Crocodiles Are Still Trying to Find Themselves
According to Brandon Welchez and Charles Rowell of Crocodiles, the goal of their latest album, Dreamless, which is being released via Zoo Music, was progression. This was an understandable target. Over the course of a seven year, five album run, nearly every piece of music they produced has been accused of being derivative, with critics citing forbears The Jesus and Mary Chain as an oversaturating influence. It’s been a hard charge to refute. Whether their imitative habits have been a product of misguided reverence or a simple lack of creative energy, they have now put themselves in the spotlight by suggesting that they’re ready for change. Dreamless is their chance to show what other tricks they’ve got in the bag, yet over the course of 10 songs, their attempt to find a unique identity repeatedly stalls out.
When Welchez and Rowell set out to make the album, they decided in the beginning that they would try to minimize the use of guitars as a way of forcing change. Oddly, they decided to fill that self-made vacuum with soundbites that approximate the audio effects on an old Casio keyboard. “Welcome to Hell”, the album’s third track, functions as a sort of testing ground for these sounds: the song bounces along to the beat of a cartoonish drum kit, while cuing obscure UFO noises and shrill shots from a laser. Other experimental tracks, like “Alita”, a roiling and slightly haunted song, or “Go Now”, a quiet, simmering piece, posses strong identities but sit awkwardly in the company of distortion and synth driven tracks. The album’s final song, “Not Even In Your Dreams”, is completely different from everything that precedes it, featuring a genial, raucous piano riff and harmonized “ahh’s” in the style of ’60s summertime jams. It’s somewhat of a head-scratching send off given the generally dark energy of the 9 songs that came before it.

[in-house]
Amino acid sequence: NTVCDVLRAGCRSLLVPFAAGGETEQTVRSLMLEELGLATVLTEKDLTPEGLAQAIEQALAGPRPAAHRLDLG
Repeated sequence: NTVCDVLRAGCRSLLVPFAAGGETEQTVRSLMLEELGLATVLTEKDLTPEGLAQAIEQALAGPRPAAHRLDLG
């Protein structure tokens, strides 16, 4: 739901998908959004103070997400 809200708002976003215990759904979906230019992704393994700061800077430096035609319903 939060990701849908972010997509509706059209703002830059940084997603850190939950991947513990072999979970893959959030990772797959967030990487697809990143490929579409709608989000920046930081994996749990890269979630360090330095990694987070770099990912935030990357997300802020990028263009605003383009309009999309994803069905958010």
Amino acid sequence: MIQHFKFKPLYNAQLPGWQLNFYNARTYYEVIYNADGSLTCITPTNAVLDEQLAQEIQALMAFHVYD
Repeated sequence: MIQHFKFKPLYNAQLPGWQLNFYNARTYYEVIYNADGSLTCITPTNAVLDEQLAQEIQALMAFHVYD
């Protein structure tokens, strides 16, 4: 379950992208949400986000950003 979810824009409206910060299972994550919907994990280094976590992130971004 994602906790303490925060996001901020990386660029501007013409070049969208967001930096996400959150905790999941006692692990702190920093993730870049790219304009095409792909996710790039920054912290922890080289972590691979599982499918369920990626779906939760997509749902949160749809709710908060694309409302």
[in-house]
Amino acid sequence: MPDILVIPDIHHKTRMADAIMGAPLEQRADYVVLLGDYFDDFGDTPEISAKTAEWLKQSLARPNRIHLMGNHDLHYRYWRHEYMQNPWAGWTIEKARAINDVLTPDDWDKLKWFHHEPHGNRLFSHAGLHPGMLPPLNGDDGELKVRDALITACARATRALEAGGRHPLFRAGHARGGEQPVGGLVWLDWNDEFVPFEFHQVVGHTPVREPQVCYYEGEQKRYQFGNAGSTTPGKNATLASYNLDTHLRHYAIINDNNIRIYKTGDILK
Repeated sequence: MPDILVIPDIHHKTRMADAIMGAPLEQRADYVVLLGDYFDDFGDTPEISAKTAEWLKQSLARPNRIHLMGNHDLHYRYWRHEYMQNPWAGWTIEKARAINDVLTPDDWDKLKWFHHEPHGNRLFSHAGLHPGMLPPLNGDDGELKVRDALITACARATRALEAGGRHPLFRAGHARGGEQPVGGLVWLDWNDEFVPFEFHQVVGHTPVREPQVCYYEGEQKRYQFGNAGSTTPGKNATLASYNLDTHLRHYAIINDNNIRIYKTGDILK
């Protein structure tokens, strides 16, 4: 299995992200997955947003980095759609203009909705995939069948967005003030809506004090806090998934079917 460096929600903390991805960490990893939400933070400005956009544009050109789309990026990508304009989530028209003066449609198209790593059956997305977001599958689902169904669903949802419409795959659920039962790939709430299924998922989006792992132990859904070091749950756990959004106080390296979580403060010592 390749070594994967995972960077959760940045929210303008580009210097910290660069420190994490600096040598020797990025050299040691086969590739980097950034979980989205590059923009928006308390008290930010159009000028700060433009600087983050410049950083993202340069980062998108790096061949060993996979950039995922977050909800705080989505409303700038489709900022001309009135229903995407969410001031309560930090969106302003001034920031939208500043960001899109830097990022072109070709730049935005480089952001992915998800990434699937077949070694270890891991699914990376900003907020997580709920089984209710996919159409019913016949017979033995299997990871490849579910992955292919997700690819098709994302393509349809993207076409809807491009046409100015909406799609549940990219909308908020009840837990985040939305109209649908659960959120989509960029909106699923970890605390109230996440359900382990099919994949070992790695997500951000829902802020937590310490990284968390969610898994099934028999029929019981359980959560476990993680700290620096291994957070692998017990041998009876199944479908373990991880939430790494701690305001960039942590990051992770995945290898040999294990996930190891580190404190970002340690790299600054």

It’s possible that Crocodiles are too deep down the Jesus and Mary Chain rabbit hole to strike off and create something unique. While Dreamless might be a slight move away from their previous work, it’s a strange step and they land nowhere definitive. However, there’s one undeniable thing about Crocodiles: they’re prolific. Perhaps on their next album they manage to capture the energy they’ve been looking for.